Wednesday, 20 July 2016

Labour's pains - why they still matter

Another party, another leadership contest.  The coup that aimed to dispose of Jeremy Corbyn may yet succeed. although the sight of the legal system deposing the current leader for failing to secure sufficient nominations is unlikely to calm the stormy morass that has been created by a party over-sensitive to accusations from outside, and which has now turned in on itself at a time where even the slightest twitch of opposition would have met with relief from all sides save the Tories.

The ridiculous focus on Labour's internal splits cost the debate on Trident dear, if not the outcome.  There is a very strong strategic and economic case to review whether spending a huge amount of future defence budgets on a Cold War system, whose first use would demonstrate madness and whose use in retaliation the entire failure of the arguments upon which its procurement had rested, is in the country's interests, but instead it became a guessing game as to which factions in Labour would either oppose their own policy, abstain or provide uncritical cheerleading for Theresa May at a time when it was most unnecessary and unwelcome.

Even four weeks on, the impacts of the European referendum are still only beginning to be felt - both in the world which impacts upon most of us, and in the political alignments that reflect the London-centric narrative of the media and the machine politicians.  There is talk that, should Corbyn triumph over Smith, of a similar exodus to that which led to the formation of the SDP in 1981, but probably supported by a significant fraction, if not a majority, of those elected on a Labour ticket last year.

All very well, but in an electoral system that delivers landslides to parties which do not secure a majority of votes (looking at the Tories, Labour and the SNP) discussions of realignment fall foul of a mixture of the anti-pluralism that has enthroned the Tories as hegemonic dictators, and that ensures minority opinions are excluded, thinking along party lines is both dangerous and lets down the majority of the electorate who may well be anti-Tory, but who are not convinced by the argument that a vanguard party is the best way of expressing their views.

This also militates against the kind of quick fix that has been beloved of commentators and those impatient for power.  One of the many lessons that should be learned from the SDP's short life is that the politics of electoral pressure need to come after there has been a broad consensus on the do-minimum policy requirements.  There is no presumption that any new party has the right to claim leadership, nor that it will succeed purely by sheer force of self-defined "reasonableness" or "moderateness".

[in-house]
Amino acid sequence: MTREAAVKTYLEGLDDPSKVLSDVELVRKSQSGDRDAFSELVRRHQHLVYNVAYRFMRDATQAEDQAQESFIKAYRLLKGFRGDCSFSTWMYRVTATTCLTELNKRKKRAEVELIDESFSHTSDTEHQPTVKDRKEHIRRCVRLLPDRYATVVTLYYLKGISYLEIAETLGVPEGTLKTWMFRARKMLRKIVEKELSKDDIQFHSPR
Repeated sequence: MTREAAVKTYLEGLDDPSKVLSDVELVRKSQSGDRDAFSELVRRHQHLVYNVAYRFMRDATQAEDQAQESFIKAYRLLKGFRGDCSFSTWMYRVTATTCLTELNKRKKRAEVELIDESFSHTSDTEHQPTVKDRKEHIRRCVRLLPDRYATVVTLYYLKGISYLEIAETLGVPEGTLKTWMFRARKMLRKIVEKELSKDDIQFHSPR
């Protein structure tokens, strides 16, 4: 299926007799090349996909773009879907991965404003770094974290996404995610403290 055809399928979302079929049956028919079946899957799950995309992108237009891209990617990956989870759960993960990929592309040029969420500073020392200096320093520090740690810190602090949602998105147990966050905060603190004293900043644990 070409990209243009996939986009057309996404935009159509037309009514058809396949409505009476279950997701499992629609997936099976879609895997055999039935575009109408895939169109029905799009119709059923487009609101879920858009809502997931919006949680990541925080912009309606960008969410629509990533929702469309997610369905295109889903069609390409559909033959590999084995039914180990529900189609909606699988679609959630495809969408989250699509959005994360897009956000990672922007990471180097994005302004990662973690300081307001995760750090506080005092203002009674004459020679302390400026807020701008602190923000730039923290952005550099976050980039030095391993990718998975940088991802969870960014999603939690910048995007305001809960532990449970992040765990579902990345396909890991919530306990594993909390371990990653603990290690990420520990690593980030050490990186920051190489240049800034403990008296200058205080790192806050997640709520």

What will be needed to secure future success is a much more inclusive approach that permits degrees of convergence and pragmatism, as well as recognising that one's allies in delivery may have reached their positions from a different starting point, and will continue to do so.  Diversity and pluralism are the marks of a mature political system, and there is no reason why we should not be promoting this in advance of any electoral requirement.  The poor reputation of the Liberal Democrats partly derives from the naive and hurried coalition discussions by which they were shafted into the role of human shields by Cameron, but also from an immature set of beliefs on the self-proclaimed left of the immutability of one party, and one ideology.

A crystal ball has been proved useless in recent months.  What is clear is that for there to be the possibility of a non-Tory government in England and the UK is for a much looser convergence and consensus to emerge before the election - the sight of politicians who have things in common discussing and agreeing a key programme for a reforming government, one of whose key priorities would be the delivery of a constitutional reform programme that both modernised the process of government and ensured more representative democracy, might remove suspicion and increase the prospect of change.

Labour's internal machinations are important.  The climate that has been created, where there is abuse and threats, is reminiscent of a cult rather than a party that claims to have the right to be a broad church.  It is difficult to disagree with many of Corbyn's policy positions, but the approach being set out is a personal crusade and attended by a retinue who are clearly focused on internal machinations rather than facing out and addressing the questions as to what is needed to oppose this government, let alone surf the waves of disappointment, attrition and right-wing paranoia that will emerge when the Cabinet idiots fail to deliver a negotiation with the EU that meets the basic expectations of any shade of opinion.

In the UK's electoral malfeasance, Labour will be key to determining whether there is enough space to remove the Tories.  Its denial of its atrophying support base in traditional areas - Scotland, the North and Midlands, Wales - and its arrogance in assuming that those of us who yearn for change are its automatic adherents are manifestations of a malaise.  Untreated, it could doom the country to further irrelevance against the break-up of the Union and the decline in prestige and real power that follows from an act of insanity.  Some of Labour's behaviours are irrational - it should be fighting to escape the asylum rather than change the amount of padding on the walls.

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